KANNE, Circuit Judge.
On January 24, 1990, David Belanger was charged by indictment with possessing with the intent to distribute 9.15 kilograms of marijuana, in violation of 21 U.S.C. § 841(a)(1), and possessing a firearm as a convicted felon, in violation of 18 U.S.C. § 922(g)(1). Prior to trial, the government filed and served on Belanger its "Notice of Intention to Seek Enhanced Penalty," pursuant to 21 U.S.C. § 851. Section 851 provides in relevant part:
21 U.S.C. § 851(a)(1).
After Belanger was found guilty of both charges, the government introduced evidence of his two prior convictions. Belanger challenged the use of the convictions with regard to the career offender calculations under the Sentencing Guidelines. The district court found that the prior convictions qualified Belanger as a career offender under 21 U.S.C. § 841(b)(1)(C), and sentenced him to concurrent sentences of imprisonment of 25 years and 5 years for the crimes.
Belanger appealed the district court's determination that the convictions qualified him as a career offender. We affirmed the court's finding that Belanger was a career offender, but remanded the case for resentencing because the district court should have applied 21 U.S.C. § 841(b)(1)(D), involving offenses of less than 50 kilograms of marijuana, rather than § 841(b)(1)(C), in enhancing Belanger's sentence. See United States v. Belanger, 936 F.2d 916, 920 (7th Cir.1991).
Prior to his resentencing, Belanger argued that the government's § 851 filing was insufficient and therefore the district court did not have jurisdiction to impose an enhanced penalty pursuant to § 841(b)(1)(D). The district court found that although the government's "Notice of Intention to Seek Enhanced Penalty" may have been insufficient by itself, when taken together with the government's "Notice of Intent to Offer Evidence," the government had filed a "record" of Belanger's prior felony convictions, see Gaertner v. United States, 763 F.2d 787, 790 (7th Cir.), cert. denied, 474 U.S. 1009, 106 S.Ct. 535, 88 L.Ed.2d 466 (1985), and notified him of its intent to seek an enhanced penalty. The court concluded that the filings were sufficient to satisfy § 851, and sentenced Belanger to concurrent terms of imprisonment of 10 years and 5 years for the crimes. He appeals and we affirm.
Due process requires that a defendant receive reasonable notice and an opportunity to be heard regarding the possibility of an enhanced sentence for recidivism. Oyler v. Boles, 368 U.S. 448, 452, 82 S.Ct. 501, 504, 7 L.Ed.2d 446 (1962). Section 851 was enacted to fulfill this due process requirement. See United States v. Johnson, 944 F.2d 396, 407 (8th Cir.1991) (§ 851 allows the defendant an opportunity to determine whether to enter a plea or go to trial, and to plan his trial strategy with full knowledge of the consequences of a potential guilty verdict); United States v. Wright, 932 F.2d 868, 882 (10th Cir.) (§ 851 provides the defendant an opportunity to challenge the prior convictions), cert. denied, ___ U.S. ___, 112 S.Ct. 428, 116 L.Ed.2d 448 (1991).
The sentencing court may enhance a defendant's sentence on the basis of a prior conviction only when the government files an information, before trial, indicating its intent to rely on that conviction for sentencing purposes. Johnson, 944 F.2d at 406. Failure to file the notice prior to trial deprives the district court of jurisdiction to impose an enhanced sentence. Wright, 932 F.2d at 882; see Gaertner, 763 F.2d at 790; United States v. Olson, 716 F.2d 850, 852-53 (11th Cir.1983). Strict compliance with the mandatory language of the procedural requirements of § 851 is required, especially with respect to the timing of the government's filing with the court and serving on the defendant a notice signifying its intent to rely on a prior drug conviction. United States v. Weaver, 905 F.2d 1466, 1481 (11th Cir.1990); see United States v. Williams, 899 F.2d 1526, 1529 (6th Cir.1990); United States v. Noland, 495 F.2d 529, 533 (5th Cir.), cert. denied, 419 U.S. 966, 95 S.Ct. 228, 42 L.Ed.2d 181 (1974); United States v. Wirsing, 662 F.Supp. 199, 200 (D.Nev.1987). But see United States v. Brown, 921 F.2d 1304, 1308-09 (D.C.Cir.1990) (district judge's acceptance of § 851 filing in court on day of trial following two-day postponement of trial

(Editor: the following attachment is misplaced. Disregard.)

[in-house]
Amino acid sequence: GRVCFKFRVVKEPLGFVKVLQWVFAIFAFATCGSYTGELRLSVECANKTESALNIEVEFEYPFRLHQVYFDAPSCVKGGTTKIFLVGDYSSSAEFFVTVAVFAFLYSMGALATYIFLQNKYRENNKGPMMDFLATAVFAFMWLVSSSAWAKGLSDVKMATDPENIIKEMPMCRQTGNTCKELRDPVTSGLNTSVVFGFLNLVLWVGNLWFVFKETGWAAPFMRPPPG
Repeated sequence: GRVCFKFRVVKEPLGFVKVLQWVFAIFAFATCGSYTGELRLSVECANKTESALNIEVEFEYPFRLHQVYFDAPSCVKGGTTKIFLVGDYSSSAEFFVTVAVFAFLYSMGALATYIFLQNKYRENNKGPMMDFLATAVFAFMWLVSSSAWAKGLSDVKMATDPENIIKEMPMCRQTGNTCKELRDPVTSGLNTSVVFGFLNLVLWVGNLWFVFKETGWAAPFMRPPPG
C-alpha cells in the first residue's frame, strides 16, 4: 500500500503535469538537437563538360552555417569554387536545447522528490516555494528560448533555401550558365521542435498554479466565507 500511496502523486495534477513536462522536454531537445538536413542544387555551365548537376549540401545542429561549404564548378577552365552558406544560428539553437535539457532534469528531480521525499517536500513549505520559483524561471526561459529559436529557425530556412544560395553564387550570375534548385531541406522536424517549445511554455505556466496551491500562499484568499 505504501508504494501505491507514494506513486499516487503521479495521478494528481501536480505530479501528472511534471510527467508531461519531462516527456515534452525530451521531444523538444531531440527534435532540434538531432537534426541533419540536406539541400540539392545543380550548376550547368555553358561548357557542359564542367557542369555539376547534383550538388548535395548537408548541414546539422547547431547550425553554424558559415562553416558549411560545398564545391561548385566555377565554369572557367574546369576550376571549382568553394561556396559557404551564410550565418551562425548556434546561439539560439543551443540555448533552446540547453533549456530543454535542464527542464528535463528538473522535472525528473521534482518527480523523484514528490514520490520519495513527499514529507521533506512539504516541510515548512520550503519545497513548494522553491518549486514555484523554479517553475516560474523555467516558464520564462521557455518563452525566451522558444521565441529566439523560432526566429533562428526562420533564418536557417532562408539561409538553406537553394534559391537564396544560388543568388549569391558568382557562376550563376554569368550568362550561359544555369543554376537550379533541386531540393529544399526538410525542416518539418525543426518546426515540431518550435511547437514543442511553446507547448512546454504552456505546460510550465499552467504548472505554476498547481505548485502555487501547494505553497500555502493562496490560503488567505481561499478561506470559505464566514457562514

Unlike the cited cases, however, the present case does not involve the timeliness of the government's notice of its intent to seek an enhanced sentence but rather the form of that notice. Belanger contends that the government's second filing, the "Notice of Intent to Offer Evidence," does not relate to its first filing, the "Notice of Intention to Seek Enhanced Penalty," and therefore the documents should not be read together. Further, he asserts that the second notice stated that the prior conviction evidence would be introduced to show his intent to distribute marijuana and for impeachment purposes, but did not mention using the evidence for enhancement purposes. The government conceded before the district court that the first notice was defective and that the second notice was filed for another purpose, but contended nonetheless that both notices were filed prior to trial and together gave all the required information to satisfy the purposes of § 851. We agree.
The government timely filed two notices which taken together signify its intent to seek an enhanced penalty. The first filing stated that a sentencing enhancement would be sought but did not provide which prior convictions would be used. The second filing, though submitted for different purposes, detailed those convictions. Section 851 does not specify the particular form which notice of enhancement must take and the government's filings provided Belanger reasonable notice and an opportunity to be heard. The notice given was sufficient to satisfy the statute.
We AFFIRM the district court's sentencing of Belanger.